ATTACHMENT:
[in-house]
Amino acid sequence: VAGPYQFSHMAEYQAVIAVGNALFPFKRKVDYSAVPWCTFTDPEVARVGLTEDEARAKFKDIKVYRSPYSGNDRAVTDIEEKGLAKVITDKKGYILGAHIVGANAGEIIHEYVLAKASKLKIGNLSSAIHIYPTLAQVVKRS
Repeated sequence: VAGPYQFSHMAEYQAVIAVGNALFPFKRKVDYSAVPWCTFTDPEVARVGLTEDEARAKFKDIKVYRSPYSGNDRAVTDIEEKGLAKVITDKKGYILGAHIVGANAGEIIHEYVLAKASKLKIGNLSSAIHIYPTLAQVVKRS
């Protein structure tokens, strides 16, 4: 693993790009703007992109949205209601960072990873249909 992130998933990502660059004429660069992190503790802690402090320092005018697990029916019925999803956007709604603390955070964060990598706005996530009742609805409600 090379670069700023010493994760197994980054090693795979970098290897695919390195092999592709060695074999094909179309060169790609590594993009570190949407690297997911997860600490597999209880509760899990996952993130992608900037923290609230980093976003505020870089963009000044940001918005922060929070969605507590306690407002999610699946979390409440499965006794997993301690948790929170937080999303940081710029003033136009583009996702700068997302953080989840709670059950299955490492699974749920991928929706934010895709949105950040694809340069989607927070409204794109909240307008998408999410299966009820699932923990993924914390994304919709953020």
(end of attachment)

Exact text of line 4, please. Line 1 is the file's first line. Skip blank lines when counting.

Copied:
């Protein structure tokens, strides 16, 4: 693993790009703007992109949205209601960072990873249909 992130998933990502660059004429660069992190503790802690402090320092005018697990029916019925999803956007709604603390955070964060990598706005996530009742609805409600 090379670069700023010493994760197994980054090693795979970098290897695919390195092999592709060695074999094909179309060169790609590594993009570190949407690297997911997860600490597999209880509760899990996952993130992608900037923290609230980093976003505020870089963009000044940001918005922060929070969605507590306690407002999610699946979390409440499965006794997993301690948790929170937080999303940081710029003033136009583009996702700068997302953080989840709670059950299955490492699974749920991928929706934010895709949105950040694809340069989607927070409204794109909240307008998408999410299966009820699932923990993924914390994304919709953020």